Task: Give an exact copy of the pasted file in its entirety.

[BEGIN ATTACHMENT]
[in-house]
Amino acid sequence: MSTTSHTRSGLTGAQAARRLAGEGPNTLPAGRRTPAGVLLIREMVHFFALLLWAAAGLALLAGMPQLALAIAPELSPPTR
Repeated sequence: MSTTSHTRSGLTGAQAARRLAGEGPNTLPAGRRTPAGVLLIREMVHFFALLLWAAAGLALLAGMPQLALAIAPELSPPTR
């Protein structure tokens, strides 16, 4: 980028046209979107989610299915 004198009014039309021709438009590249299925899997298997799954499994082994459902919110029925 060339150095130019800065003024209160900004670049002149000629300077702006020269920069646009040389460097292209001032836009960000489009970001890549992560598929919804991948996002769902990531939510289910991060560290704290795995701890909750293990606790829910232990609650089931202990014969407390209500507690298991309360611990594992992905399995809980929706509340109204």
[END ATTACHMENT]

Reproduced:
[in-house]
Amino acid sequence: MSTTSHTRSGLTGAQAARRLAGEGPNTLPAGRRTPAGVLLIREMVHFFALLLWAAAGLALLAGMPQLALAIAPELSPPTR
Repeated sequence: MSTTSHTRSGLTGAQAARRLAGEGPNTLPAGRRTPAGVLLIREMVHFFALLLWAAAGLALLAGMPQLALAIAPELSPPTR
């Protein structure tokens, strides 16, 4: 980028046209979107989610299915 004198009014039309021709438009590249299925899997298997799954499994082994459902919110029925 060339150095130019800065003024209160900004670049002149000629300077702006020269920069646009040389460097292209001032836009960000489009970001890549992560598929919804991948996002769902990531939510289910991060560290704290795995701890909750293990606790829910232990609650089931202990014969407390209500507690298991309360611990594992992905399995809980929706509340109204």